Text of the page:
‘Liberty Weekly’ editorial: When Daylight Saving Time and Climate Change Converge

It’s the kickoff to daylight saving time, and the preponderance of red covers in my pile of magazines makes me feel so spry it might lead to mischief and a few episodes of British soaps …

It’s the kickoff to daylight saving time, and the preponderance of red covers in my pile of magazines makes me feel so spry it might lead to mischief and a few episodes of British soaps before the month is out. Thumbnail sketches of these “dresser birds” are simply too small.

Here are the themes that are consistently present in editorials over the years for Liberty Weekly, as collected in the current issue:

• “Universal suffrage” is a worthy goal—but I doubt that attitudes have evolved to justify giving the greatest number of votes to the wealthiest society as a whole. A country that champions the rich will always make government rules in order to protect the bottom.

• Better education seems a goal that can achieve universal health care. But getting to the children of the poor is expensive. “I never cared for statistics,” Eliza McDowell advised Mrs. Stewart. “You got one thing the dollar can’t buy; education.”

• The right wing is always a hotbed of paranoia. It’s easy to be overwhelmed by the nonsense promoted by political talk-show hosts, writes Roger Eddy: “Worn out by the vast rhetorical assaults aimed at convincing people to hate homosexuals, Muslims, non-Christians, and atheists, at very little cost to the defenders of liberty, these people’s natural inclination is to speak out, vent, and ultimately look for substitutes for regular electricity.”

• Clarence Thomas is spouting off: “By approaching this issue with such a balanced emphasis, [the Warren court] is not suggesting that the larger point is about equality but about debate,” says Arthur Miller. “Equalization of rights has little to do with equalization of liabilities. It is the larger point.”

• A classic warning. “The government of D.C. gives us knowledge that, just as the men who ruled it grow older, so we tend to forget their wisdom.”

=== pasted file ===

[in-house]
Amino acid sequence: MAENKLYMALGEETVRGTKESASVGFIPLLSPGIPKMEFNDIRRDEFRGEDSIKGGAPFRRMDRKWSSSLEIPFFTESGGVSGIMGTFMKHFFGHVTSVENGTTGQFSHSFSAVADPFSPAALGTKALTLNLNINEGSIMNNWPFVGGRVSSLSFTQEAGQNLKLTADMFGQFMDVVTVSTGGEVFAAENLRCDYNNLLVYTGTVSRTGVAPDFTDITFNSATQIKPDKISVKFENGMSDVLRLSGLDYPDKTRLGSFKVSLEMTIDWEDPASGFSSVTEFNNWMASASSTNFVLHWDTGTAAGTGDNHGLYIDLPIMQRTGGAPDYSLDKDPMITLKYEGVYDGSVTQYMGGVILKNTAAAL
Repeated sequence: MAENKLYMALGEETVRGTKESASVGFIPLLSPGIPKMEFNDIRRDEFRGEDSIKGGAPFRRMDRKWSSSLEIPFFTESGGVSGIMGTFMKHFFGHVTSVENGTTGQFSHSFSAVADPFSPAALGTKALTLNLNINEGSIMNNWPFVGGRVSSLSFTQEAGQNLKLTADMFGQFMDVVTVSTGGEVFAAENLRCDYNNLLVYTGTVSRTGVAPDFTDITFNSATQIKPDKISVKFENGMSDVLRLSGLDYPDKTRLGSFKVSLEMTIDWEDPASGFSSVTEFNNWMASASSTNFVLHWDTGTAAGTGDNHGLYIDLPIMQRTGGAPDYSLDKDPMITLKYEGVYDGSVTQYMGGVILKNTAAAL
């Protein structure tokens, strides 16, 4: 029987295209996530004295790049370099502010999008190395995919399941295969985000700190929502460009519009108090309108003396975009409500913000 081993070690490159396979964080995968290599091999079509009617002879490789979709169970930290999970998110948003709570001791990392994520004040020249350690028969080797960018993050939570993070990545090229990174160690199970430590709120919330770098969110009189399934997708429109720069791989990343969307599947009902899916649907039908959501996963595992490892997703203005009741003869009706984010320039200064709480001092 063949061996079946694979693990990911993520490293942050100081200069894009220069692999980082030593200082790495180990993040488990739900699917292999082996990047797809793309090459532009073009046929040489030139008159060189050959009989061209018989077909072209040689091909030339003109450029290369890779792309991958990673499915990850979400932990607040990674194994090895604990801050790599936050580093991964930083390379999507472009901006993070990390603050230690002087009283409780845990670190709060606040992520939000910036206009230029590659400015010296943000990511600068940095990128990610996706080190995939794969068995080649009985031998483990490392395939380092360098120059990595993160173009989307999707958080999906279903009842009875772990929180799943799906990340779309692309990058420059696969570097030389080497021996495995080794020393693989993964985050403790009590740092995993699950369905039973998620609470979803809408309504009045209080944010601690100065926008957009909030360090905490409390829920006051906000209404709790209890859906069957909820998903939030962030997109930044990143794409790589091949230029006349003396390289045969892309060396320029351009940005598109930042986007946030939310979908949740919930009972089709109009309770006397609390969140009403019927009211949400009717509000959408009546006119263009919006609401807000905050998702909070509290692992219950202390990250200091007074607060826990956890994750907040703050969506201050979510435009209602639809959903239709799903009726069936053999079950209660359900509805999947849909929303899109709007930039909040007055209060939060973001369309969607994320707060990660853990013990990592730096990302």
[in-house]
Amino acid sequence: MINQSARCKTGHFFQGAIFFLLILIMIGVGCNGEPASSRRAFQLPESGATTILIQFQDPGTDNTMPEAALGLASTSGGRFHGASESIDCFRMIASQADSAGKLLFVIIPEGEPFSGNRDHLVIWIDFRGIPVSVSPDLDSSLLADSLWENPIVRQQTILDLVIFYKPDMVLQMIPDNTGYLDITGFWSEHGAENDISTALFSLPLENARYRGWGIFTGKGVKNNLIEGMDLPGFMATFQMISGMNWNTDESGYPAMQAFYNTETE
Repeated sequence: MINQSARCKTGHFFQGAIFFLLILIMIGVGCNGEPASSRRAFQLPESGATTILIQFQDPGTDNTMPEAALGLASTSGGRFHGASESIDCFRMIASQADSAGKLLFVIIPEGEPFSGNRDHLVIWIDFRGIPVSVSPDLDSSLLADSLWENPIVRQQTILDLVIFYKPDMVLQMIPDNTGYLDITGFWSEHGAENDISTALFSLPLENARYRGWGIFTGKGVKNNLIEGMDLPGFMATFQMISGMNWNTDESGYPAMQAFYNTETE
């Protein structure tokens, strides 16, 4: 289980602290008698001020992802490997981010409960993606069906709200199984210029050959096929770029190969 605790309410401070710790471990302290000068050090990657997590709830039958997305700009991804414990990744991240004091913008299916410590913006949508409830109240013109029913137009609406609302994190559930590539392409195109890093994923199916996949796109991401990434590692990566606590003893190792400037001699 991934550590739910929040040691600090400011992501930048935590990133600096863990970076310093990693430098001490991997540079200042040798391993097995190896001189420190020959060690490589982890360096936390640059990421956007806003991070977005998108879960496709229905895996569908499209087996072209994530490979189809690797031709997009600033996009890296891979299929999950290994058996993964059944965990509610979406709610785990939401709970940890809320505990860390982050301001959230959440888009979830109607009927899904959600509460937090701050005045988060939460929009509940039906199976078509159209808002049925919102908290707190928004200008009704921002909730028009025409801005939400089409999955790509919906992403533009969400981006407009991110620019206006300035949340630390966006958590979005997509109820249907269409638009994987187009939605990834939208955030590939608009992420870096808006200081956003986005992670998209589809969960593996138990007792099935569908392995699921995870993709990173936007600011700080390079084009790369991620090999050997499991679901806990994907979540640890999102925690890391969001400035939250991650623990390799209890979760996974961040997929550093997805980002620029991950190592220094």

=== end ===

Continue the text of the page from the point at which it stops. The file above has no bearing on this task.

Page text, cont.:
What can we expect over the next month?

Anticipating the starting of daylight saving time the first time I was about 10 years old. I recall heading to catch the train at 8 a.m. with my dad. With my friends ahead of me, I said I’d go to the playground at Norfolk Elementary school across the tracks from my home. My dad gave me the compliment of growing a “cockapoo” haircut. From his seat, we followed a predetermined route home. I finished the job before breakfast, but that might have had something to do with his effort to keep everyone on schedule.

From that point, many memories of experience in ways that have progressively, and with occasional strain, changed politics, education, and culture, are mostly beginning to fade from my recollection. I have tried to keep the enchantment alive. That’s why I began this season by bringing back “Curious George.” Good books make us happy. No wonder they sell.

Tom Horton’s “Liberty-In” has been picked up by Slate, National Public Radio, NPR.org, MSNBC, the Huffington Post, USA Today, MSNBC.com, and the Associated Press.

The previous Liberty Season was filled with the surprising (e.g., the murder of Mary Todd Lincoln, President Lincoln’s son.)

This year it’s in rhyme (a “clear winter day”).

A “glorious little night” …

And the news of the success of the Erie Canal “runs like hot water…

Silver toil the boys will have in their fingertips

And the rakers of the snow sit days when they’re free”

And sunshine “forever…”

Because politicians have begun to recognize the importance of the idea.

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